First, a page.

Opinion

Editorial: Let's end the Dillard dispute

The 30-plus residents of Dillard’s Addition, the small housing development on Oak Harbor’s waterfront, have a right to be furious. In a controversy that has raged most of this year, the residents discovered after-the-fact that the city had allowed a developer to put in a sewer system to which they would all have to hook up, costing each homeowner thousands of dollars.

As the story played out, we watched as the residents battled to obtain the city records needed to show how this public relations disaster got its start, and then as a committee to study their concerns was reconstituted on a mayoral whim. The residents were even rebuffed when they tried to electronically record meetings with city staff, as is their right.

The city, however, has tried to make amends in recent months. It purchased the sewer pipe the developer put in for $125,000, and isn’t forcing residents to hook up immediately. That’s a pretty good deal if your septic system fails or state regulations require abandonment of septic systems in sensitive areas. The city also is attempting to improve regulations so such a communications snafu never happens again, and they’re writing an ordinance to clarify the responsibilities regarding such “grinder pump” sewer systems, which apparently are cheaper for developers but costlier for homeowners.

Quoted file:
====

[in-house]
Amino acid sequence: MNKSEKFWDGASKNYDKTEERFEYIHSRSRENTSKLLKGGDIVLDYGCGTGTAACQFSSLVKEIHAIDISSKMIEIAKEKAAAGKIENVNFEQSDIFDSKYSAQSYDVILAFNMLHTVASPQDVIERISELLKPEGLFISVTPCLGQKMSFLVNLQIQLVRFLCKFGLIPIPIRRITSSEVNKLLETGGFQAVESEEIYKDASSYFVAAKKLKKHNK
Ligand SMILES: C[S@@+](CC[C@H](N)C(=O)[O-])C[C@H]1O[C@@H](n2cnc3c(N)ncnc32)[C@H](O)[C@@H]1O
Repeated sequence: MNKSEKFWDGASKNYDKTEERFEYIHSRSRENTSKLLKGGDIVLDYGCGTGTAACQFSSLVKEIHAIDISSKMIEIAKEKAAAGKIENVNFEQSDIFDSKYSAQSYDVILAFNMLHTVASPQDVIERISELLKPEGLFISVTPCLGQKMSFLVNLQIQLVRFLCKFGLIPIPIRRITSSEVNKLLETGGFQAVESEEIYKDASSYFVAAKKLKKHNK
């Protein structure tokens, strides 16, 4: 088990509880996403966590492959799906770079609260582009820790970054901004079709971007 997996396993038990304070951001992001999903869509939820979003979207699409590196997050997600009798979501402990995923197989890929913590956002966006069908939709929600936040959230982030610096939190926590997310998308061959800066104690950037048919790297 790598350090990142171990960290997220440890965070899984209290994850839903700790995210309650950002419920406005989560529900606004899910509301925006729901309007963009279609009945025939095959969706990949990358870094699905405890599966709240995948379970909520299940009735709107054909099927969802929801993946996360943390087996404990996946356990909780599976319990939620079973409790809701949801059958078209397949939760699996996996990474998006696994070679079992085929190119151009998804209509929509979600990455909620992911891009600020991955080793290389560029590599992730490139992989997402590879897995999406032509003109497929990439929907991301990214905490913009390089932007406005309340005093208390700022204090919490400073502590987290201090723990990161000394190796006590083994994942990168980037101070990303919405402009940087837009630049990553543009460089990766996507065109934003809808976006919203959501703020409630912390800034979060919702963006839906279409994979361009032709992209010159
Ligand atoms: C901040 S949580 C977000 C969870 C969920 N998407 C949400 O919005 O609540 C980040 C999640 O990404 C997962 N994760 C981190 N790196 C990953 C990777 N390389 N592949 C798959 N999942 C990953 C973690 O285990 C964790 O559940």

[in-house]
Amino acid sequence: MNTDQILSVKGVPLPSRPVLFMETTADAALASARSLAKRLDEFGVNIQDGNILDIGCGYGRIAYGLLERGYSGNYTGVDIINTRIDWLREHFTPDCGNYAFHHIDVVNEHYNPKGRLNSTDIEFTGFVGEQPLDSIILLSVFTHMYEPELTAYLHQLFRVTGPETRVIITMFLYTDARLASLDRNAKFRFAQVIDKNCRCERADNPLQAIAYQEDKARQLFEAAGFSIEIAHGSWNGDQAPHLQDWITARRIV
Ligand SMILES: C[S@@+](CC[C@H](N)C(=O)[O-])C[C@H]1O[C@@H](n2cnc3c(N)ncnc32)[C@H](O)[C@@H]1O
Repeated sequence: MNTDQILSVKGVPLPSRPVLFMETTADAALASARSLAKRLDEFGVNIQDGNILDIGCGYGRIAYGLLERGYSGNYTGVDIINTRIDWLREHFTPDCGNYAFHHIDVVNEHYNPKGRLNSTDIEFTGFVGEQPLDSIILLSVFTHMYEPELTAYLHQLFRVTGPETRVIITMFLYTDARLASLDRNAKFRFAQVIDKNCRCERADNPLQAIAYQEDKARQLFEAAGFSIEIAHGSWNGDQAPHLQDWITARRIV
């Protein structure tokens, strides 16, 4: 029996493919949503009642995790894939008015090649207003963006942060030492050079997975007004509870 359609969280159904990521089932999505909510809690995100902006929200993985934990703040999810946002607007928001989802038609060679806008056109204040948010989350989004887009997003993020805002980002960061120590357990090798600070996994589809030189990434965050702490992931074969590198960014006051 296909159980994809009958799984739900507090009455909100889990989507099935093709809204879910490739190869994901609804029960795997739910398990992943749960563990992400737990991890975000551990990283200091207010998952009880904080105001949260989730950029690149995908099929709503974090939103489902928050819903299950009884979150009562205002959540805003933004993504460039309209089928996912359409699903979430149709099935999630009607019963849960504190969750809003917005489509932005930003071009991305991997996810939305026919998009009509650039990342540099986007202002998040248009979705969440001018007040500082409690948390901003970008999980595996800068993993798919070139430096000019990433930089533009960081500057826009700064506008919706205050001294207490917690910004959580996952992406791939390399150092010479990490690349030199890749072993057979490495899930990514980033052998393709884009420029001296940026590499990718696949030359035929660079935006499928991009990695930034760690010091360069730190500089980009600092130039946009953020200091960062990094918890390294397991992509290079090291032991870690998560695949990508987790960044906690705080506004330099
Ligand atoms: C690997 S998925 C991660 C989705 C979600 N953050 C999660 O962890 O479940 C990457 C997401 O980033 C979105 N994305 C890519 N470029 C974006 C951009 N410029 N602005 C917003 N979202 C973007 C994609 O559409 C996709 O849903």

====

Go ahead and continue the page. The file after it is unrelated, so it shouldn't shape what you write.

Meanwhile, the possibility of litigation brought by the disgruntled residents still looms. While understandably tempting, this avenue should be resisted. Both sides will end up paying thousands of dollars in legal costs and the outcome is uncertain. The City Council has made a good faith effort to address the concerns of Dillard’s residents and the two parties aren’t that far from an agreement if they negotiate calmly.

For the sake of community peace and fiscal sanity, Dillard’s residents should find some forgiveness in their souls and city officials should apologize, on the record, for their miscommunication. A new administration takes over in January and shouldn’t be saddled with the last one’s mistakes.

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